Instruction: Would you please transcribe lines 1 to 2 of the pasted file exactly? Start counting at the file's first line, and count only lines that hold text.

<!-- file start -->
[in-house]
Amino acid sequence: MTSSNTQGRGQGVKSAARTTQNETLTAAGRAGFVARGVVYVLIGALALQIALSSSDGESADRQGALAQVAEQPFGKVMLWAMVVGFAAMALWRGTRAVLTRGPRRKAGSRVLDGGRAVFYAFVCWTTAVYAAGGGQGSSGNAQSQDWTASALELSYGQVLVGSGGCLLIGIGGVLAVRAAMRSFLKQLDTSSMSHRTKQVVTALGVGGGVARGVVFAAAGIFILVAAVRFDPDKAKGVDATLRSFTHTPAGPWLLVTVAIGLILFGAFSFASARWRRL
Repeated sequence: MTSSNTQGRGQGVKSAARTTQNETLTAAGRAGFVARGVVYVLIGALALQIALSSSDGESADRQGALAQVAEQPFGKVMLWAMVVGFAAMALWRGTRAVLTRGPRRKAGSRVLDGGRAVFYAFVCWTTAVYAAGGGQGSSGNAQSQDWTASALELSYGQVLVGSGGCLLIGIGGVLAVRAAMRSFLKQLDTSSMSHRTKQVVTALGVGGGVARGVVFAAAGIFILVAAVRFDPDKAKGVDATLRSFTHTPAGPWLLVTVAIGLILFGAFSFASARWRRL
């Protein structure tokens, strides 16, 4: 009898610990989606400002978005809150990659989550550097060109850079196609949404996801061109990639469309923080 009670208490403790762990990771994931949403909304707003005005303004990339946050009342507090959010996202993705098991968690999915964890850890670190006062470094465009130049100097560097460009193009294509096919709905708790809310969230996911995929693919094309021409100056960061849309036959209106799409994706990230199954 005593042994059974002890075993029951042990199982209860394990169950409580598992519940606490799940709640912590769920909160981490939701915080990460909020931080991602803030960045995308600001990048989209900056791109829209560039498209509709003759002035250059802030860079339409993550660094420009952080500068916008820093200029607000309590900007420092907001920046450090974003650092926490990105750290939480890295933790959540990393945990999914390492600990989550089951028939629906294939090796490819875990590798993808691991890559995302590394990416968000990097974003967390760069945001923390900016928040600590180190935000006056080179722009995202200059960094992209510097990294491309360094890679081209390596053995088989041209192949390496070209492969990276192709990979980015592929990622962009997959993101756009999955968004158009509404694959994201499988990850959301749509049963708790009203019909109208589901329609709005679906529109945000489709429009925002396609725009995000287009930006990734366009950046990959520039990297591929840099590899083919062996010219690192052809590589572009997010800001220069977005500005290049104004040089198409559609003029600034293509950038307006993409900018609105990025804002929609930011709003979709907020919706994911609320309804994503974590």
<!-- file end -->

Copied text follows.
[in-house]
Amino acid sequence: MTSSNTQGRGQGVKSAARTTQNETLTAAGRAGFVARGVVYVLIGALALQIALSSSDGESADRQGALAQVAEQPFGKVMLWAMVVGFAAMALWRGTRAVLTRGPRRKAGSRVLDGGRAVFYAFVCWTTAVYAAGGGQGSSGNAQSQDWTASALELSYGQVLVGSGGCLLIGIGGVLAVRAAMRSFLKQLDTSSMSHRTKQVVTALGVGGGVARGVVFAAAGIFILVAAVRFDPDKAKGVDATLRSFTHTPAGPWLLVTVAIGLILFGAFSFASARWRRL